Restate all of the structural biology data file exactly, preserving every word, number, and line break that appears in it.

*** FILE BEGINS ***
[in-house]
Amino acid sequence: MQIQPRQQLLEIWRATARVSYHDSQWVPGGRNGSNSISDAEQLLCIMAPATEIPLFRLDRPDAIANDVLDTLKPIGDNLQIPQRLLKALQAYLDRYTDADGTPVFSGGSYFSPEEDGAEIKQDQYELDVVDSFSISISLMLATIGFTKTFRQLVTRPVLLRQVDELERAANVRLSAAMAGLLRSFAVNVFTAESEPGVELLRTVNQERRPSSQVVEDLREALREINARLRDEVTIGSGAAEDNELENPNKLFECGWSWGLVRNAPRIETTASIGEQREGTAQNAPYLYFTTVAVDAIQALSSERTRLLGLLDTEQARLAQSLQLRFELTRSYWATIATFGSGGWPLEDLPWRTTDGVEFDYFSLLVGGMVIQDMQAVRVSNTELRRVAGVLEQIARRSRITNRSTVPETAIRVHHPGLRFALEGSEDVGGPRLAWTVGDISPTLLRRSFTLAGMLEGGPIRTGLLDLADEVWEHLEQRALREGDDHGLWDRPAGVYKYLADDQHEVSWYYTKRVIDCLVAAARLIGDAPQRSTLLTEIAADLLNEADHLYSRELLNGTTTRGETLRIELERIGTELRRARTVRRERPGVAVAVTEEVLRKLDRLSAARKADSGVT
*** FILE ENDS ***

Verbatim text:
[in-house]
Amino acid sequence: MQIQPRQQLLEIWRATARVSYHDSQWVPGGRNGSNSISDAEQLLCIMAPATEIPLFRLDRPDAIANDVLDTLKPIGDNLQIPQRLLKALQAYLDRYTDADGTPVFSGGSYFSPEEDGAEIKQDQYELDVVDSFSISISLMLATIGFTKTFRQLVTRPVLLRQVDELERAANVRLSAAMAGLLRSFAVNVFTAESEPGVELLRTVNQERRPSSQVVEDLREALREINARLRDEVTIGSGAAEDNELENPNKLFECGWSWGLVRNAPRIETTASIGEQREGTAQNAPYLYFTTVAVDAIQALSSERTRLLGLLDTEQARLAQSLQLRFELTRSYWATIATFGSGGWPLEDLPWRTTDGVEFDYFSLLVGGMVIQDMQAVRVSNTELRRVAGVLEQIARRSRITNRSTVPETAIRVHHPGLRFALEGSEDVGGPRLAWTVGDISPTLLRRSFTLAGMLEGGPIRTGLLDLADEVWEHLEQRALREGDDHGLWDRPAGVYKYLADDQHEVSWYYTKRVIDCLVAAARLIGDAPQRSTLLTEIAADLLNEADHLYSRELLNGTTTRGETLRIELERIGTELRRARTVRRERPGVAVAVTEEVLRKLDRLSAARKADSGVT